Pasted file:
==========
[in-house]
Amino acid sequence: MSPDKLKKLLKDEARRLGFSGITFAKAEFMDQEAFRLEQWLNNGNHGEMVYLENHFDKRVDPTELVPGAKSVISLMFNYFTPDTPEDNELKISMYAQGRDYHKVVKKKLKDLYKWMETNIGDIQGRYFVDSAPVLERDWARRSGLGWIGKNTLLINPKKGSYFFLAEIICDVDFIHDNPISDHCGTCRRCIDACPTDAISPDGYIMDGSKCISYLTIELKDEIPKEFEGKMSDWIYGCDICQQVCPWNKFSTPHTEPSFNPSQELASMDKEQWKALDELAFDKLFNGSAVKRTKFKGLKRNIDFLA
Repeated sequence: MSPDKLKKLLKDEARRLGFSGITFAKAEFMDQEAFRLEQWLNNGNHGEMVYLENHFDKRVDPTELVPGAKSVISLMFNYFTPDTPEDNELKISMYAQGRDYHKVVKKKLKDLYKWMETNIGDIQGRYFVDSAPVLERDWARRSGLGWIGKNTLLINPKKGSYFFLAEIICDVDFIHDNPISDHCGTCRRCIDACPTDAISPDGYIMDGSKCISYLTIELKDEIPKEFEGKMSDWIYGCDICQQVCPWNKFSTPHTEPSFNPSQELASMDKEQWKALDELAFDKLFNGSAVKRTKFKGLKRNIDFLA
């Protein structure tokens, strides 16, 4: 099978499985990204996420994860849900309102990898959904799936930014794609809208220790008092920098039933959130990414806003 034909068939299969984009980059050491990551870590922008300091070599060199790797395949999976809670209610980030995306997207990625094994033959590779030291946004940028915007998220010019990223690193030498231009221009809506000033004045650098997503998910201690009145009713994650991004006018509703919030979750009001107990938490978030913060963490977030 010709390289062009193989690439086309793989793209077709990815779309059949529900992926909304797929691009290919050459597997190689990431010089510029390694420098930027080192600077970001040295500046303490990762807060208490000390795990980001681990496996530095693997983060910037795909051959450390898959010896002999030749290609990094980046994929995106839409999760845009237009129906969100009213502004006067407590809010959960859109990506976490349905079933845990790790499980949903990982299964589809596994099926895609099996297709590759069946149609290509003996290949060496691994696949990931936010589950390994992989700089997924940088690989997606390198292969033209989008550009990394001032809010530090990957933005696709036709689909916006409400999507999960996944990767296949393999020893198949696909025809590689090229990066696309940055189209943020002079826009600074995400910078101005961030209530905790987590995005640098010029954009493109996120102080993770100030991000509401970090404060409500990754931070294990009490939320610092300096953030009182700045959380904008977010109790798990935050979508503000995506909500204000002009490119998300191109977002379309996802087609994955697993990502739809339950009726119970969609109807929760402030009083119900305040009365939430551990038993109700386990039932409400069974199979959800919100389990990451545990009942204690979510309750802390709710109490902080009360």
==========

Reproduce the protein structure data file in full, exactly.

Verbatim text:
[in-house]
Amino acid sequence: MSPDKLKKLLKDEARRLGFSGITFAKAEFMDQEAFRLEQWLNNGNHGEMVYLENHFDKRVDPTELVPGAKSVISLMFNYFTPDTPEDNELKISMYAQGRDYHKVVKKKLKDLYKWMETNIGDIQGRYFVDSAPVLERDWARRSGLGWIGKNTLLINPKKGSYFFLAEIICDVDFIHDNPISDHCGTCRRCIDACPTDAISPDGYIMDGSKCISYLTIELKDEIPKEFEGKMSDWIYGCDICQQVCPWNKFSTPHTEPSFNPSQELASMDKEQWKALDELAFDKLFNGSAVKRTKFKGLKRNIDFLA
Repeated sequence: MSPDKLKKLLKDEARRLGFSGITFAKAEFMDQEAFRLEQWLNNGNHGEMVYLENHFDKRVDPTELVPGAKSVISLMFNYFTPDTPEDNELKISMYAQGRDYHKVVKKKLKDLYKWMETNIGDIQGRYFVDSAPVLERDWARRSGLGWIGKNTLLINPKKGSYFFLAEIICDVDFIHDNPISDHCGTCRRCIDACPTDAISPDGYIMDGSKCISYLTIELKDEIPKEFEGKMSDWIYGCDICQQVCPWNKFSTPHTEPSFNPSQELASMDKEQWKALDELAFDKLFNGSAVKRTKFKGLKRNIDFLA
């Protein structure tokens, strides 16, 4: 099978499985990204996420994860849900309102990898959904799936930014794609809208220790008092920098039933959130990414806003 034909068939299969984009980059050491990551870590922008300091070599060199790797395949999976809670209610980030995306997207990625094994033959590779030291946004940028915007998220010019990223690193030498231009221009809506000033004045650098997503998910201690009145009713994650991004006018509703919030979750009001107990938490978030913060963490977030 010709390289062009193989690439086309793989793209077709990815779309059949529900992926909304797929691009290919050459597997190689990431010089510029390694420098930027080192600077970001040295500046303490990762807060208490000390795990980001681990496996530095693997983060910037795909051959450390898959010896002999030749290609990094980046994929995106839409999760845009237009129906969100009213502004006067407590809010959960859109990506976490349905079933845990790790499980949903990982299964589809596994099926895609099996297709590759069946149609290509003996290949060496691994696949990931936010589950390994992989700089997924940088690989997606390198292969033209989008550009990394001032809010530090990957933005696709036709689909916006409400999507999960996944990767296949393999020893198949696909025809590689090229990066696309940055189209943020002079826009600074995400910078101005961030209530905790987590995005640098010029954009493109996120102080993770100030991000509401970090404060409500990754931070294990009490939320610092300096953030009182700045959380904008977010109790798990935050979508503000995506909500204000002009490119998300191109977002379309996802087609994955697993990502739809339950009726119970969609109807929760402030009083119900305040009365939430551990038993109700386990039932409400069974199979959800919100389990990451545990009942204690979510309750802390709710109490902080009360």